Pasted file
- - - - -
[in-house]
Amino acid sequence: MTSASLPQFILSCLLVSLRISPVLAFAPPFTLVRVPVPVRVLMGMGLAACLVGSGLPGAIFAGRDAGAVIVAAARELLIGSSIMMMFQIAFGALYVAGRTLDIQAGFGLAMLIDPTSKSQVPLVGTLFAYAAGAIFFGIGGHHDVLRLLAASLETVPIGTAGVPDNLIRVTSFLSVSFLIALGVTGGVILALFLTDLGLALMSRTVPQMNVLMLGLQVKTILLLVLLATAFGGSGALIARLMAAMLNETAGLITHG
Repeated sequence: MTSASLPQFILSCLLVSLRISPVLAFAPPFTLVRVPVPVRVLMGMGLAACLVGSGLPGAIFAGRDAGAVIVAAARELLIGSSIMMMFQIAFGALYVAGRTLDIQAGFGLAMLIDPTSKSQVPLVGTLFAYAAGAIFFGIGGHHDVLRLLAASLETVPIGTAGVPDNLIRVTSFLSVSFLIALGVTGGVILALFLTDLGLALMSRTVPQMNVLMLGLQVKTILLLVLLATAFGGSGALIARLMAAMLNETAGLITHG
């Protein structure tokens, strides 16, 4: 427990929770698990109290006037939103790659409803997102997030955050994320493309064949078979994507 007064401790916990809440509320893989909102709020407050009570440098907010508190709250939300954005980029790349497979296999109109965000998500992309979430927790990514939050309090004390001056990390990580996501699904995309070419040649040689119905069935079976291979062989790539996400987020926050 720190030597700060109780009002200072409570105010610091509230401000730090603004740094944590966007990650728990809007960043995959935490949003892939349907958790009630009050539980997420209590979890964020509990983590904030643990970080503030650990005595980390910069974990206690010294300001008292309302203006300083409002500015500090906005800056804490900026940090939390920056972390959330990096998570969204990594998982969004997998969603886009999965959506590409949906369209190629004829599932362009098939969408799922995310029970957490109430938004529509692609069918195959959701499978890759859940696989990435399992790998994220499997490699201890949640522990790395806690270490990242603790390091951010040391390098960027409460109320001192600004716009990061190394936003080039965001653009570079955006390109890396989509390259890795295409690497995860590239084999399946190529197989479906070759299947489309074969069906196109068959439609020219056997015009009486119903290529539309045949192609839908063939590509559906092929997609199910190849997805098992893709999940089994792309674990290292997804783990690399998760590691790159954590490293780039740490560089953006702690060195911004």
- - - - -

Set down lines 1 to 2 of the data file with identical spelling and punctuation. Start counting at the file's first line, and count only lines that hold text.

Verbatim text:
[in-house]
Amino acid sequence: MTSASLPQFILSCLLVSLRISPVLAFAPPFTLVRVPVPVRVLMGMGLAACLVGSGLPGAIFAGRDAGAVIVAAARELLIGSSIMMMFQIAFGALYVAGRTLDIQAGFGLAMLIDPTSKSQVPLVGTLFAYAAGAIFFGIGGHHDVLRLLAASLETVPIGTAGVPDNLIRVTSFLSVSFLIALGVTGGVILALFLTDLGLALMSRTVPQMNVLMLGLQVKTILLLVLLATAFGGSGALIARLMAAMLNETAGLITHG